If you wish to network two computers via high speed 3.0 cable, is there a problem running an A male to an A male?
Connecting an external HD to a motherboard always has the A to B. B male from HD external to A male to motherboard.
These pinouts indicate the same power and resistance at both ends.
Are they the same?
Can you use a USB like a Cat 6 cable?
USB defines one end as a host and the other as a device, and there are several device categories. In addition, USB provides power, and multiple signal lines. If you make your own cable as proposed, it will like do damage to one or both computers.
What you are looking for is called a USB bridge cable, which has an interface chip. The bridge chip is basically providing a USB-to-network connection as seen from each computer. In addition, the USB power supplied from each PC are isolated from one another.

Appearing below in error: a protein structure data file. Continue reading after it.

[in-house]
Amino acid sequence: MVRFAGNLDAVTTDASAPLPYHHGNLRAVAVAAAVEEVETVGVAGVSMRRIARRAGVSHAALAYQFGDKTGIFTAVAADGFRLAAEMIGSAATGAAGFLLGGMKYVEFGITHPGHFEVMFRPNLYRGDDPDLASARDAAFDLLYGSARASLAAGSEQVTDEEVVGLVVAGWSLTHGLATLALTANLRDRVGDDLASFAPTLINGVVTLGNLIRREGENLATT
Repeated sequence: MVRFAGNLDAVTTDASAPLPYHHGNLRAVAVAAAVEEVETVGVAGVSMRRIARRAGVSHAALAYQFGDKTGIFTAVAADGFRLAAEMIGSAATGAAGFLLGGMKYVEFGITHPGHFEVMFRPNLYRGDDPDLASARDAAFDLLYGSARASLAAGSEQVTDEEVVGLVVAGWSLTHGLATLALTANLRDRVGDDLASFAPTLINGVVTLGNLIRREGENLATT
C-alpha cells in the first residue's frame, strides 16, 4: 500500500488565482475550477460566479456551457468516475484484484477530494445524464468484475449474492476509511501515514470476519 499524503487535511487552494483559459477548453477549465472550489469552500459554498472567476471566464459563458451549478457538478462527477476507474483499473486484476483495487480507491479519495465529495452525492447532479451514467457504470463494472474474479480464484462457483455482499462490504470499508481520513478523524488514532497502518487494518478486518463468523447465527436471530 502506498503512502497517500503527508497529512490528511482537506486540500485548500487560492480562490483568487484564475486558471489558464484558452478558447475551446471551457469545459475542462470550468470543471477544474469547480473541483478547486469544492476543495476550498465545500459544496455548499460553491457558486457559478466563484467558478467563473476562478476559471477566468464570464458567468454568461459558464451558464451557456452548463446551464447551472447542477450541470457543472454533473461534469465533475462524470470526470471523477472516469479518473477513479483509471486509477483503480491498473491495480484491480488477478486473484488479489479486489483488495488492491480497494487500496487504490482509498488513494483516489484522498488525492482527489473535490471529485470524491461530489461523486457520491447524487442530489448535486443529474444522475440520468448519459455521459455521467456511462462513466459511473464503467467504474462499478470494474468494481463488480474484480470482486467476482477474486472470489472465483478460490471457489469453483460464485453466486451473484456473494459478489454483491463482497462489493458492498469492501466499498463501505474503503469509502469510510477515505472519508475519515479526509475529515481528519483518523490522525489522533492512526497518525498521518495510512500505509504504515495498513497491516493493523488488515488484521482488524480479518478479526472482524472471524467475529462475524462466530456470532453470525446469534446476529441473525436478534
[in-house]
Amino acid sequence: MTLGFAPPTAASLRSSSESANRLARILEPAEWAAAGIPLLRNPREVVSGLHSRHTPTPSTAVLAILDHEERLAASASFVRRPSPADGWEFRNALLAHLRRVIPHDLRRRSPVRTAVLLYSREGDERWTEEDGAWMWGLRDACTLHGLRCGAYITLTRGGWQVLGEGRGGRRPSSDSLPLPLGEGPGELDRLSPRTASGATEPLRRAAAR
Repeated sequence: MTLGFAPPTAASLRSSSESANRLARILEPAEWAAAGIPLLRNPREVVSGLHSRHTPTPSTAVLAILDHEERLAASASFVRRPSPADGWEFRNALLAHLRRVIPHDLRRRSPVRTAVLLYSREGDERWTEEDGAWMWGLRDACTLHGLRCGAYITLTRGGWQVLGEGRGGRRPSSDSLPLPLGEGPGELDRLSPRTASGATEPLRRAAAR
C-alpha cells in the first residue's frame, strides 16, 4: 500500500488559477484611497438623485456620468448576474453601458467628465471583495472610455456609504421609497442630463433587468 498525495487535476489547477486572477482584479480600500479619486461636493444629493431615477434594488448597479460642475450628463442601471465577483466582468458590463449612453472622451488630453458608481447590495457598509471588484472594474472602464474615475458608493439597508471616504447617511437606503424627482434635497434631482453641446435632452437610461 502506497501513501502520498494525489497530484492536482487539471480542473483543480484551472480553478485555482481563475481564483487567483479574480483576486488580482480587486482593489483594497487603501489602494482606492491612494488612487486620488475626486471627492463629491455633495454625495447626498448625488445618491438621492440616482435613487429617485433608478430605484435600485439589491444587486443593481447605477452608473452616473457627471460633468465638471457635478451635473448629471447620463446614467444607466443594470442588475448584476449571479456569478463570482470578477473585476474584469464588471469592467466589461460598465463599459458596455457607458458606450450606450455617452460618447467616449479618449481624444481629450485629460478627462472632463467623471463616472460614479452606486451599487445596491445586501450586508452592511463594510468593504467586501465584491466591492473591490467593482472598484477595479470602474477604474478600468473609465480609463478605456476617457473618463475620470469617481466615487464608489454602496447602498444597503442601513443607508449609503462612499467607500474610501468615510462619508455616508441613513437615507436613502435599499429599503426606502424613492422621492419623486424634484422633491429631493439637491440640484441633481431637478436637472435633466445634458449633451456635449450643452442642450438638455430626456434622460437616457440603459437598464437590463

For the record, Cat6 is just a cable, but the devices themselves define which pins are transmit and which are receive. In the old days, a PC-to-PC cable needed to be a crossover cable, swapping the transmit and receive pairs. This is still strictly the case now, however, many PC-based Ethernet ports can autodetect the connection and swap the pairs, just as Ethernet switches have been able to do for many years now.
Non-Ethernet uses of structured cabling do not necessarily allow this.